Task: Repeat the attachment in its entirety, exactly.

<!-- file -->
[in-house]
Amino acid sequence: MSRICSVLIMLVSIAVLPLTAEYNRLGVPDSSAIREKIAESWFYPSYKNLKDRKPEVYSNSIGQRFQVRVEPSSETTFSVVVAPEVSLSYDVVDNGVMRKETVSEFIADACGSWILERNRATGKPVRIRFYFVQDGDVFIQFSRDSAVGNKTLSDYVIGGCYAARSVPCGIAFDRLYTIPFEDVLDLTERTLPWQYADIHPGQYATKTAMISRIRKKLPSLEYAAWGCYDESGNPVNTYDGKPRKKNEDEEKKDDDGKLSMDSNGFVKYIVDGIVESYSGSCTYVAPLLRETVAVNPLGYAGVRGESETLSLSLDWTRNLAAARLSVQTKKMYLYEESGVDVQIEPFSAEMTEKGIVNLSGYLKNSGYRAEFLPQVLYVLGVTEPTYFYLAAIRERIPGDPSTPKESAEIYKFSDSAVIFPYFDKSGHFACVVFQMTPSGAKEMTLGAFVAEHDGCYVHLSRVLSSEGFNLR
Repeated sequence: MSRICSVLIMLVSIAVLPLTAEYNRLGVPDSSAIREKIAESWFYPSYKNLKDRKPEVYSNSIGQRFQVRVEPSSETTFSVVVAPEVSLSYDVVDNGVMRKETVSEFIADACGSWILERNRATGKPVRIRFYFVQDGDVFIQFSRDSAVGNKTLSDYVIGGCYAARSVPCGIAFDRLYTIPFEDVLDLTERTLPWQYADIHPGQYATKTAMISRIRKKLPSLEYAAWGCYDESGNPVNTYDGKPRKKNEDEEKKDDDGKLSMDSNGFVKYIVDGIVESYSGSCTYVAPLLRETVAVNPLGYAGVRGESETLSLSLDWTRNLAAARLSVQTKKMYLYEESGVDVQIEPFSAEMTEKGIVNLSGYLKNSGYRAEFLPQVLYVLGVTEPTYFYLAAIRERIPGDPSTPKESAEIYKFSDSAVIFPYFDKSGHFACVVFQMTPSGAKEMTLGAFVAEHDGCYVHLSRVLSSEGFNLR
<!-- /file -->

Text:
[in-house]
Amino acid sequence: MSRICSVLIMLVSIAVLPLTAEYNRLGVPDSSAIREKIAESWFYPSYKNLKDRKPEVYSNSIGQRFQVRVEPSSETTFSVVVAPEVSLSYDVVDNGVMRKETVSEFIADACGSWILERNRATGKPVRIRFYFVQDGDVFIQFSRDSAVGNKTLSDYVIGGCYAARSVPCGIAFDRLYTIPFEDVLDLTERTLPWQYADIHPGQYATKTAMISRIRKKLPSLEYAAWGCYDESGNPVNTYDGKPRKKNEDEEKKDDDGKLSMDSNGFVKYIVDGIVESYSGSCTYVAPLLRETVAVNPLGYAGVRGESETLSLSLDWTRNLAAARLSVQTKKMYLYEESGVDVQIEPFSAEMTEKGIVNLSGYLKNSGYRAEFLPQVLYVLGVTEPTYFYLAAIRERIPGDPSTPKESAEIYKFSDSAVIFPYFDKSGHFACVVFQMTPSGAKEMTLGAFVAEHDGCYVHLSRVLSSEGFNLR
Repeated sequence: MSRICSVLIMLVSIAVLPLTAEYNRLGVPDSSAIREKIAESWFYPSYKNLKDRKPEVYSNSIGQRFQVRVEPSSETTFSVVVAPEVSLSYDVVDNGVMRKETVSEFIADACGSWILERNRATGKPVRIRFYFVQDGDVFIQFSRDSAVGNKTLSDYVIGGCYAARSVPCGIAFDRLYTIPFEDVLDLTERTLPWQYADIHPGQYATKTAMISRIRKKLPSLEYAAWGCYDESGNPVNTYDGKPRKKNEDEEKKDDDGKLSMDSNGFVKYIVDGIVESYSGSCTYVAPLLRETVAVNPLGYAGVRGESETLSLSLDWTRNLAAARLSVQTKKMYLYEESGVDVQIEPFSAEMTEKGIVNLSGYLKNSGYRAEFLPQVLYVLGVTEPTYFYLAAIRERIPGDPSTPKESAEIYKFSDSAVIFPYFDKSGHFACVVFQMTPSGAKEMTLGAFVAEHDGCYVHLSRVLSSEGFNLR